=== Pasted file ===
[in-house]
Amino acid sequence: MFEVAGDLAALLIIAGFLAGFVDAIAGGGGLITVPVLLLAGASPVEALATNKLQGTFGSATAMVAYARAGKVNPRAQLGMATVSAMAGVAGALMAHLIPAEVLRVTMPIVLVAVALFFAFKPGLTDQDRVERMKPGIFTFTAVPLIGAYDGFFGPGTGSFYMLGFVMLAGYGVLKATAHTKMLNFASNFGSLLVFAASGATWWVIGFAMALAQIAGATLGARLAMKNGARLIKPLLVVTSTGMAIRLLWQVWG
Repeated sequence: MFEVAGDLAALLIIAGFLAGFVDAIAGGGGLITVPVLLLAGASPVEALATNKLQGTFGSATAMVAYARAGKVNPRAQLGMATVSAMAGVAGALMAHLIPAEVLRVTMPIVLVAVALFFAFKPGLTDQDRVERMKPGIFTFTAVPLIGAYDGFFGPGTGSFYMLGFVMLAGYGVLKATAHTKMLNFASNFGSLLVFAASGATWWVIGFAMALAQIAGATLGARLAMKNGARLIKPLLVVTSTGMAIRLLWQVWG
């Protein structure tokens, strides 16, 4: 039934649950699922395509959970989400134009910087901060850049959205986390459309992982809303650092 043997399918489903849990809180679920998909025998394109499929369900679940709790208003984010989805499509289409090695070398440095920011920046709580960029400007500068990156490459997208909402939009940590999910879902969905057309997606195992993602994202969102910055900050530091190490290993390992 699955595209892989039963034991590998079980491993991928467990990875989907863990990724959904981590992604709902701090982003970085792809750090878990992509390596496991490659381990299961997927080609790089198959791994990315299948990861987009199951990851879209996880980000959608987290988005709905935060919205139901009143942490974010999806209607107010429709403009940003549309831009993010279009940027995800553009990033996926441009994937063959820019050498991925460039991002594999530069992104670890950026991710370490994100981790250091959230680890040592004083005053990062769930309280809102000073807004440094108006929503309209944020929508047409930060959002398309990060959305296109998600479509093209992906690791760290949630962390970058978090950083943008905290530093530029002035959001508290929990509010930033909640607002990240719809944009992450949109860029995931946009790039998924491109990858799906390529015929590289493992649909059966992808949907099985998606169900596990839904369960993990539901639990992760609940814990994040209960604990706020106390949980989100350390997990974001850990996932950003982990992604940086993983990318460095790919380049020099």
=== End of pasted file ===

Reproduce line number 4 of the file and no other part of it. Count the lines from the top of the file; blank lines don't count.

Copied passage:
């Protein structure tokens, strides 16, 4: 039934649950699922395509959970989400134009910087901060850049959205986390459309992982809303650092 043997399918489903849990809180679920998909025998394109499929369900679940709790208003984010989805499509289409090695070398440095920011920046709580960029400007500068990156490459997208909402939009940590999910879902969905057309997606195992993602994202969102910055900050530091190490290993390992 699955595209892989039963034991590998079980491993991928467990990875989907863990990724959904981590992604709902701090982003970085792809750090878990992509390596496991490659381990299961997927080609790089198959791994990315299948990861987009199951990851879209996880980000959608987290988005709905935060919205139901009143942490974010999806209607107010429709403009940003549309831009993010279009940027995800553009990033996926441009994937063959820019050498991925460039991002594999530069992104670890950026991710370490994100981790250091959230680890040592004083005053990062769930309280809102000073807004440094108006929503309209944020929508047409930060959002398309990060959305296109998600479509093209992906690791760290949630962390970058978090950083943008905290530093530029002035959001508290929990509010930033909640607002990240719809944009992450949109860029995931946009790039998924491109990858799906390529015929590289493992649909059966992808949907099985998606169900596990839904369960993990539901639990992760609940814990994040209960604990706020106390949980989100350390997990974001850990996932950003982990992604940086993983990318460095790919380049020099």